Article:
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Hope, Criticism Greet Obama in Turkey

In Ankara, Turkey, a flier critical of the United States features President Obama's face on Uncle Sam, and a shoe on a pole, with the slogan "Obama is coming, prepare your shoes." The image and slogan are in reference to the incident last year in which an Iraqi journalist flung his shoes at then-President George W. Bush.
In Ankara, Turkey, a flier critical of the United States features President Obama's face on Uncle Sam, and a shoe on a pole, with the slogan "Obama is coming, prepare your shoes." The image and slogan are in reference to the incident last year in which an Iraqi journalist flung his shoes at then-President George W. Bush. (By Kevin Sullivan -- The Washington Post)
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By Kevin Sullivan
Washington Post Foreign Service
Monday, April 6, 2009

ANKARA, Turkey, April 5 -- At the tail end of a maiden overseas trip that has stretched from London to the western fringes of Asia, President Obama arrived here Sunday night amid widespread Turkish hopes for improved relations with the United States, a powerful show of police force and plans for demonstrations against U.S. policies.

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Air Force One landed in darkness at this Turkish capital's airport just after 9 p.m. local time. For the first time on his trip, Obama appeared at the plane door without first lady Michelle Obama, who left for Washington after the couple's visit to Prague earlier in the day.

After briefly greeting dignitaries, Obama got into the presidential limousine, adorned with U.S. and Turkish flags, for the 45-minute drive to his downtown hotel.

The high-profile visit to Turkey signaled the critical role Obama hopes Turkey could play in U.S. outreach to the Middle East.

A staunchly secular nation of nearly 77 million Muslims, Turkey is a key player in regional politics, particularly with regard to countries such as Syria and Iran, with which Obama is trying to create openings for dialogue.

Obama has planned meetings with the Turkish president and prime minister, as well as a speech to the Turkish parliament Monday. He is due to arrive Monday evening in Istanbul for visits with key religious leaders and a round-table discussion with students, many of whom will participate via videoconference from Europe and the Middle East.

As Obama arrived Sunday night, police barricaded roads around the round tower of the Sheraton Hotel, where Obama was to stay. Large trucks were parked across the main access road, snipers were posted on rooftops, and police armed with automatic weapons were stationed every few feet.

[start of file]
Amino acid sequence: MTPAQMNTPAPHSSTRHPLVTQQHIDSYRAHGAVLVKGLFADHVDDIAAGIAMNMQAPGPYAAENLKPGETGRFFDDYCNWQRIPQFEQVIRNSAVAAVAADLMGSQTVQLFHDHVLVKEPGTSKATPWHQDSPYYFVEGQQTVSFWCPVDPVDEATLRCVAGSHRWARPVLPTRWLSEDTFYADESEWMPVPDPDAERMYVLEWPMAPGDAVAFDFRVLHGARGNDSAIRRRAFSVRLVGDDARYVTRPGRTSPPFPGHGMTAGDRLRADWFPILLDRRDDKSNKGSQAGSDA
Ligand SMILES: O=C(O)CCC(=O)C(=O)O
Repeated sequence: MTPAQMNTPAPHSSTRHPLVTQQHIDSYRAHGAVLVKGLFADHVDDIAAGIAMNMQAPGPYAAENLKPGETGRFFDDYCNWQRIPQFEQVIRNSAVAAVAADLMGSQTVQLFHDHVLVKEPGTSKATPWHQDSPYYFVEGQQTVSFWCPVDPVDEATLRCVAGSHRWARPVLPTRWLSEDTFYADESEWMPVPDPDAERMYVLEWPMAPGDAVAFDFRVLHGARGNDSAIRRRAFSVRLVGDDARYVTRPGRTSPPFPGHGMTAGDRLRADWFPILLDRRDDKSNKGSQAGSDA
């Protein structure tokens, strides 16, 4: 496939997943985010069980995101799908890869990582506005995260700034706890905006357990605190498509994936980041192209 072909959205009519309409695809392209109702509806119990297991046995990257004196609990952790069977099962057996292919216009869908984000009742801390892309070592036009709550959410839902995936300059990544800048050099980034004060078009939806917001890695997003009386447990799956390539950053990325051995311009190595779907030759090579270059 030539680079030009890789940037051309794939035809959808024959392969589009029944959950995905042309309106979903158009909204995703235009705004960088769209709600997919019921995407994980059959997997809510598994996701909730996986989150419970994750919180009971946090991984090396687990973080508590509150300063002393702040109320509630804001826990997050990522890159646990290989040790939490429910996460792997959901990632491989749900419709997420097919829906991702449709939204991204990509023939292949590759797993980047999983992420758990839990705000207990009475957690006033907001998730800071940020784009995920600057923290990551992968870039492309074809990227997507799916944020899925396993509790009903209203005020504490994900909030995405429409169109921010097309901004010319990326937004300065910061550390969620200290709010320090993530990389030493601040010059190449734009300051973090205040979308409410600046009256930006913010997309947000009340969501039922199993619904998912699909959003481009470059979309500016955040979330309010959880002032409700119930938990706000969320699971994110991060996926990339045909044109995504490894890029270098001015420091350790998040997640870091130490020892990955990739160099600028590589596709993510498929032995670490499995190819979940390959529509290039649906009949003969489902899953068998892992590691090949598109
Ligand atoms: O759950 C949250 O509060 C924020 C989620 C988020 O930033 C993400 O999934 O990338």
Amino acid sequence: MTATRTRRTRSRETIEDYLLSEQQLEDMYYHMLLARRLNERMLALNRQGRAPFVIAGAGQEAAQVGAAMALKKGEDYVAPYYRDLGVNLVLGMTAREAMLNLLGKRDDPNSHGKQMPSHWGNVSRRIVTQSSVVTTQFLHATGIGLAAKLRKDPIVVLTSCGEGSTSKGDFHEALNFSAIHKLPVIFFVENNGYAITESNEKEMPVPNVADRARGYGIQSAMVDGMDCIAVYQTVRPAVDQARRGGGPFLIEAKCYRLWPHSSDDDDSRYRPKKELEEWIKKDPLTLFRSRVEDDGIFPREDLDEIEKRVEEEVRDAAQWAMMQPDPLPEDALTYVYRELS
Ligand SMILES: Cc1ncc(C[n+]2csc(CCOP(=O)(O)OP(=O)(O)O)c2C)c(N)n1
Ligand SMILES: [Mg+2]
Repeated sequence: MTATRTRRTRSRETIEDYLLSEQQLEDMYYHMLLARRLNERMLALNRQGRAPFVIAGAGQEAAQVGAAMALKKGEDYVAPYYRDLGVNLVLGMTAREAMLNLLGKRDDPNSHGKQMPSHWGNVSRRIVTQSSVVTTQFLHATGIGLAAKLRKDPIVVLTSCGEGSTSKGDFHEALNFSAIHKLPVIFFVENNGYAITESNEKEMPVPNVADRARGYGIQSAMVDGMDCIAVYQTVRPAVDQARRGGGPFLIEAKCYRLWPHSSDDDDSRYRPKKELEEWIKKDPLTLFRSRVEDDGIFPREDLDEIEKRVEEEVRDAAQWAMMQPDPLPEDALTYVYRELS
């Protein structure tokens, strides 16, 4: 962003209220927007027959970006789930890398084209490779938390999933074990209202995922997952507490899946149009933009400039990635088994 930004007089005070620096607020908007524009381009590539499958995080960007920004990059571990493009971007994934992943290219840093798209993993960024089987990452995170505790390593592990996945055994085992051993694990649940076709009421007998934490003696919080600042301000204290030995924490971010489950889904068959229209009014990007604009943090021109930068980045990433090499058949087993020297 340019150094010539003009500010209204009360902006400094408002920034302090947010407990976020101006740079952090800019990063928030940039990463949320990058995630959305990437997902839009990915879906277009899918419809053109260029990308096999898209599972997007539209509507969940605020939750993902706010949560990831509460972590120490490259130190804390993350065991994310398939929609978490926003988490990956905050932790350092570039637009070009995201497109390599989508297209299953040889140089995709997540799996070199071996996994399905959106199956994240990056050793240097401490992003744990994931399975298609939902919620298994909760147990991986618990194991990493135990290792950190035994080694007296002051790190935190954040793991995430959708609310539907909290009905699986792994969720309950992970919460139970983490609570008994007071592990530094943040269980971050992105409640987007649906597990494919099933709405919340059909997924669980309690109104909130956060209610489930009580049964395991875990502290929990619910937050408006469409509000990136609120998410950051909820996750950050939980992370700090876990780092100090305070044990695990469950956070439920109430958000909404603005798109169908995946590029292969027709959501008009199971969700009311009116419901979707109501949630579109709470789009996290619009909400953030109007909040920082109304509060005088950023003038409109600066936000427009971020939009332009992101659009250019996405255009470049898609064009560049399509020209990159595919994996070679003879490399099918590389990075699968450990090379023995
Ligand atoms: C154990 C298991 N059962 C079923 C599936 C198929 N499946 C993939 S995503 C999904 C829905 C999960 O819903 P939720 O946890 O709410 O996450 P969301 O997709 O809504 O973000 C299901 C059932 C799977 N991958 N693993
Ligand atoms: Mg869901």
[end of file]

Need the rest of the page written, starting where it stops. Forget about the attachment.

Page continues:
Turkish attitudes toward the United States tumbled under the Bush administration, falling from 52 percent favorability in 1999-2000 to 12 percent last year, according to the Pew Global Attitudes survey. But the vast majority of Turks in this cheerful, bustling city seemed to eagerly welcome Obama on his first visit as president to a predominantly Muslim country.

Still, police appeared to be taking no chances. Local news media reports said police planned to use electronic jamming equipment to guard against the possibility of radio-controlled explosive devices along Obama's motorcade routes.

In a country that has had strained relations with the United States since the 2003 invasion of Iraq, police will also close many major roads Monday to guard against attacks by Islamic extremists or others.

Sunday afternoon in Kizilay, a busy shopping area often used as a protest site, those planning demonstrations seemed to be largely idealistic young people angry more at "American imperialism" than at Obama.

"We don't have a personal problem with Obama, but Obama represents imperialism, so we are against him," said Kubilay Akcay, 23, a leader of the Public Independence Party, which set up a booth in the Kizilay center where members passed out literature about Latin American revolutionaries Fidel Castro and Ernesto "Che" Guevara.

Nearby, pasted to a utility pole, was a flier featuring Uncle Sam with Obama's face and the slogan "Yankee Go Home." The poster also featured a shoe stuck on the end of a pole and said, "Obama is coming, prepare your shoes."

It was a reference to an incident last year in Iraq, in which an Iraqi journalist threw a shoe at then-President George W. Bush -- an especially insulting gesture in Muslim countries.

"There is no difference between Bush and Obama," said Mustafa Bayyar, 25, who was working the booth with Akcay. "Bush killed people in Iraq. Obama seems to be more moderate, but he has the same ideas. It is the same imperialism, but it has a different face."

Most people who were asked about Obama responded positively and said they welcomed the visit. Still, the streets were littered with anti-NATO and anti-Obama fliers. "Leave NATO -- get rid of the gladiators," one flier said, demanding that Turkey abandon the alliance.

Several promoted protests for Monday, when Obama is scheduled to visit the majestic tomb of Turkish founder Mustafa Kemal Ataturk and give his address in parliament.


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